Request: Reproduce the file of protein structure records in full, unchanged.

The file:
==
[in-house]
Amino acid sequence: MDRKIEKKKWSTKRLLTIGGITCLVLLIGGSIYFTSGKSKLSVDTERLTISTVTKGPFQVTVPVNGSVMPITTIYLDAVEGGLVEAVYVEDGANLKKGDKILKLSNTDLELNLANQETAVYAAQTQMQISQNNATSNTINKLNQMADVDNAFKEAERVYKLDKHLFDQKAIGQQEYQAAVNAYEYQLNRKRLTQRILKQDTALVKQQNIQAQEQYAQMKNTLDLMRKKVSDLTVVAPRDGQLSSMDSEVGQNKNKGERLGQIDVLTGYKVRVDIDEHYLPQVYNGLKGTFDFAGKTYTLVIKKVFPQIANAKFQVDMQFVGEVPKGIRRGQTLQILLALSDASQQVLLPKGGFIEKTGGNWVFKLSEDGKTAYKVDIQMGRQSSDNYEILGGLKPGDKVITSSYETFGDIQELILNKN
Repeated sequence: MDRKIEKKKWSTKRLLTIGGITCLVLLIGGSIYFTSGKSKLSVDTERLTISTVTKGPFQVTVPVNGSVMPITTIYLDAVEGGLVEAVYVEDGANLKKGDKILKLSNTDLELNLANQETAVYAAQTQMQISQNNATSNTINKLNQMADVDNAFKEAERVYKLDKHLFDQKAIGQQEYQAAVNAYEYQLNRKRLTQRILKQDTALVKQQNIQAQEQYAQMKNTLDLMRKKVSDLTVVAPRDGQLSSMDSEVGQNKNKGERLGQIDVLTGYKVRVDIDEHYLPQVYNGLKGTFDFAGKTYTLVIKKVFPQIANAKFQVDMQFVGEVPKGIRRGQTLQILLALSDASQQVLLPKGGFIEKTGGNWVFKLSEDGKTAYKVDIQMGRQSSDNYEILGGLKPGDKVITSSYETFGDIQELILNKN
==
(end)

[in-house]
Amino acid sequence: MDRKIEKKKWSTKRLLTIGGITCLVLLIGGSIYFTSGKSKLSVDTERLTISTVTKGPFQVTVPVNGSVMPITTIYLDAVEGGLVEAVYVEDGANLKKGDKILKLSNTDLELNLANQETAVYAAQTQMQISQNNATSNTINKLNQMADVDNAFKEAERVYKLDKHLFDQKAIGQQEYQAAVNAYEYQLNRKRLTQRILKQDTALVKQQNIQAQEQYAQMKNTLDLMRKKVSDLTVVAPRDGQLSSMDSEVGQNKNKGERLGQIDVLTGYKVRVDIDEHYLPQVYNGLKGTFDFAGKTYTLVIKKVFPQIANAKFQVDMQFVGEVPKGIRRGQTLQILLALSDASQQVLLPKGGFIEKTGGNWVFKLSEDGKTAYKVDIQMGRQSSDNYEILGGLKPGDKVITSSYETFGDIQELILNKN
Repeated sequence: MDRKIEKKKWSTKRLLTIGGITCLVLLIGGSIYFTSGKSKLSVDTERLTISTVTKGPFQVTVPVNGSVMPITTIYLDAVEGGLVEAVYVEDGANLKKGDKILKLSNTDLELNLANQETAVYAAQTQMQISQNNATSNTINKLNQMADVDNAFKEAERVYKLDKHLFDQKAIGQQEYQAAVNAYEYQLNRKRLTQRILKQDTALVKQQNIQAQEQYAQMKNTLDLMRKKVSDLTVVAPRDGQLSSMDSEVGQNKNKGERLGQIDVLTGYKVRVDIDEHYLPQVYNGLKGTFDFAGKTYTLVIKKVFPQIANAKFQVDMQFVGEVPKGIRRGQTLQILLALSDASQQVLLPKGGFIEKTGGNWVFKLSEDGKTAYKVDIQMGRQSSDNYEILGGLKPGDKVITSSYETFGDIQELILNKN